Unflagging, Hughes stuck with her message, almost verbatim, and Bruni shrugged his shoulders and walked off. He had been worn out by the message discipline of the High Prophet, the nickname Bush had given her as a derivative of her married name of Karen Parfitt Hughes.
She was as capable at pre-emptive political attacks on opponents and journalists as she was with tactical defense. I found this out in 1994 as a panelist on a statewide broadcast debate between George W. Bush and Ann Richards. Having come of age during the Vietnam War, I thought I would ask Bush how he managed to get into the Texas Air National Guard when most waiting lists were years long. Only seconds after the red tally lights had gone out on the cameras, Hughes was looming in front of me, acting as if I owed her an explanation for my question.
“What was that all about, Jim? I don’t see what that has to do with being governor. That was just an absurd question. Why’d you ask such a thing?”
“His behavior during that time is relevant, Karen. It’s about character. You know that.”
“No, I don’t. He’s not asking to run the federal government. He wants to be governor of Texas. He’s not going to declare war on Mexico.”
Initially, I thought she was trying to playfully badger me. But her face was dark and her mouth and eyes had hardened at the edges.
“Look, Karen, I lost friends in Vietnam. I had a right and an obligation to ask him about what he did back then.”
When I turned and left the stage, she followed me, insistently repeating her assertions. Political reporters told me the next day that Hughes had spent some time at the hotel bar that night ridiculing my choice of questions to Mr. Bush. Nothing has changed since then about Hughes and her devotion to the president; except for the degree of her obsessive connection to him.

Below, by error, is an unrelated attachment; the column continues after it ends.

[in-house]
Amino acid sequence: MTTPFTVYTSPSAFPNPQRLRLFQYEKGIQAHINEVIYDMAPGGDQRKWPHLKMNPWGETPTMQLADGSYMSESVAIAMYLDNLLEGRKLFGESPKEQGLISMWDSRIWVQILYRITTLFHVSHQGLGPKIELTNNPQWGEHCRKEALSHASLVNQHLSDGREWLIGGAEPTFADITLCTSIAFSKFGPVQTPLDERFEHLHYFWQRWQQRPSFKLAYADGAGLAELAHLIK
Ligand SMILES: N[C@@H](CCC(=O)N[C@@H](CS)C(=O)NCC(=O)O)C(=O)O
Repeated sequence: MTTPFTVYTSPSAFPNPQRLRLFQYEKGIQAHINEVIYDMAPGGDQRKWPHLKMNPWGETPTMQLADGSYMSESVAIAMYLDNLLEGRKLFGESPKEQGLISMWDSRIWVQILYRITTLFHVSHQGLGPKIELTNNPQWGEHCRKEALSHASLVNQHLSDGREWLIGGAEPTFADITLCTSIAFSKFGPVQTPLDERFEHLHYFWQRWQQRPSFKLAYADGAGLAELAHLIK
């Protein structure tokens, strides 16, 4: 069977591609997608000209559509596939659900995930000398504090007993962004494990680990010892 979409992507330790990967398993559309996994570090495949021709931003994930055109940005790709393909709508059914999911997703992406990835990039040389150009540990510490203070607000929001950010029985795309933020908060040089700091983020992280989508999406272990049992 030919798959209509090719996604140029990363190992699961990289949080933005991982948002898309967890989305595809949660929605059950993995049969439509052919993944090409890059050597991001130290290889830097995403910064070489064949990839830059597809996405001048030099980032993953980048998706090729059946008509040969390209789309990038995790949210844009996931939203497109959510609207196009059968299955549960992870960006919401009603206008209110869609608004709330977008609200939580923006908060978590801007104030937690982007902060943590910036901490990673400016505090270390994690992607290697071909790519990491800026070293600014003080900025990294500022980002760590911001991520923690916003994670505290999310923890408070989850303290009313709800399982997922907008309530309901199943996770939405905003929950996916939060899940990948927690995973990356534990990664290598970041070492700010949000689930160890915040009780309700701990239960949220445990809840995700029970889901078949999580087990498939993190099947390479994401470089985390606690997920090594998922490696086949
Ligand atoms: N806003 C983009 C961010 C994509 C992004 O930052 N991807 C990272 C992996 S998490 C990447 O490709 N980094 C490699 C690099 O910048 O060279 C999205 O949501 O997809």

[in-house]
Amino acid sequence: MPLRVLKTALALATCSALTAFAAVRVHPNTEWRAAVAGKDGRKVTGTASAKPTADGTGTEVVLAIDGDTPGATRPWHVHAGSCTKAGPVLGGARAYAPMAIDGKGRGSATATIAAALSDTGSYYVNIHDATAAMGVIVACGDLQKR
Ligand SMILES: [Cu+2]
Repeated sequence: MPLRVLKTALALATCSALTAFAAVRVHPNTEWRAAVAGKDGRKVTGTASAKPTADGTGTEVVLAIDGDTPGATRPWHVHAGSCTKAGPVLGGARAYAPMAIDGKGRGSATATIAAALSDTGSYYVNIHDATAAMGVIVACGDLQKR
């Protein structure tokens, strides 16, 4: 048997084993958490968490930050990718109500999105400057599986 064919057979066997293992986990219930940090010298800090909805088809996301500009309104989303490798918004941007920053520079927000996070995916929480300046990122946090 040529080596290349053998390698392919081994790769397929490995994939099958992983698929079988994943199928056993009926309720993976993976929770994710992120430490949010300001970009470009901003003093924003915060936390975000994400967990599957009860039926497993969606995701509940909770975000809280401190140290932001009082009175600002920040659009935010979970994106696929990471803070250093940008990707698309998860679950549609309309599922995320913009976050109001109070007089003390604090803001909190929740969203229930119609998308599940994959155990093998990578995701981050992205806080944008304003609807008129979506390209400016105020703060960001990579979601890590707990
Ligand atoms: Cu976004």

No one in Austin had any delusion that Hughes might grow more independent with her much publicized return home. In fact, that decision is often viewed cynically by Democrats who accuse her of making a marketing rather than a personal decision. By walking away from an office in the White House, Hughes became an Oprah topic: Possibly History’s Most Powerful Female Not Married to a President Abandons Post for Sake of Family. She didn’t really walk away, though. Her husband and son changed their mailing addresses by returning to Austin but Hughes is incessantly in Washington or on the road promoting her expansive love note to her president, Ten Minutes from Normal. Bush reportedly speaks with her every day, at least once, no matter where Hughes is traveling. In Texas, one lobbyist who had worked closely with the governor and his governess suggested that Bush appeared to need Karen Hughes’ approval. That represents a kind of meaningless endorsement since she clearly thinks he can do no wrong.
Inevitably, either discomfort or romance arises from this kind of co-dependency. While Bush was running for president and the miles and days clicked off on the campaign, the candidate and his word worker were inseparable. Karen Hughes was framed in almost every photo of the candidate. On each flight to the next venue, she was sitting next to him, leaning in talking, confiding, and counseling. This kind of intimacy might lead lesser adults into precarious territory. Bush and Hughes, however, were oblivious to the growing perception among the traveling press entourage that they were more than just friends and political confederates. When someone finally advised them of how their kinship might be misinterpreted, the campaign responded with an odd maneuver. Hughes brought her son out onto the campaign jet and home schooled him out on the hustings.